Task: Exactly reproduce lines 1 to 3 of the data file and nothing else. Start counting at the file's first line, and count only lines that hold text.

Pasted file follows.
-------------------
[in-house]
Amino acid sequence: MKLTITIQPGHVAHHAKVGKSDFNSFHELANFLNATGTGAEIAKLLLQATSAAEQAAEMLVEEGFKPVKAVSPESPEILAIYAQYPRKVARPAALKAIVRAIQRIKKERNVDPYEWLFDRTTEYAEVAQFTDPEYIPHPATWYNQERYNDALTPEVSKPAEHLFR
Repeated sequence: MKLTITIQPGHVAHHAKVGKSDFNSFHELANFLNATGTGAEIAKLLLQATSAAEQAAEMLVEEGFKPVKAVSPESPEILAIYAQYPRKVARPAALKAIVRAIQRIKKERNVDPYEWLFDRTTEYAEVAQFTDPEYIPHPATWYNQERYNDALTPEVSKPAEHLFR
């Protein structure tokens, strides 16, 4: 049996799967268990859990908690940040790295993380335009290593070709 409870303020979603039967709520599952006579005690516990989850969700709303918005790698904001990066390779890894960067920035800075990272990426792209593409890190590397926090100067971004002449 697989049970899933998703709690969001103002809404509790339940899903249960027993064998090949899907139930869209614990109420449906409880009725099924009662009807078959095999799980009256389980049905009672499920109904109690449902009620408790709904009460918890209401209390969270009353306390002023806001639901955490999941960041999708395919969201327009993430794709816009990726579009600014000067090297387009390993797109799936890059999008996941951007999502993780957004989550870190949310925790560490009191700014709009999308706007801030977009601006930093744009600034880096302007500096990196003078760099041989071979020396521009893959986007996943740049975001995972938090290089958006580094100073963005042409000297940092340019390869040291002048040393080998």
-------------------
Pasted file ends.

[in-house]
Amino acid sequence: MKLTITIQPGHVAHHAKVGKSDFNSFHELANFLNATGTGAEIAKLLLQATSAAEQAAEMLVEEGFKPVKAVSPESPEILAIYAQYPRKVARPAALKAIVRAIQRIKKERNVDPYEWLFDRTTEYAEVAQFTDPEYIPHPATWYNQERYNDALTPEVSKPAEHLFR
Repeated sequence: MKLTITIQPGHVAHHAKVGKSDFNSFHELANFLNATGTGAEIAKLLLQATSAAEQAAEMLVEEGFKPVKAVSPESPEILAIYAQYPRKVARPAALKAIVRAIQRIKKERNVDPYEWLFDRTTEYAEVAQFTDPEYIPHPATWYNQERYNDALTPEVSKPAEHLFR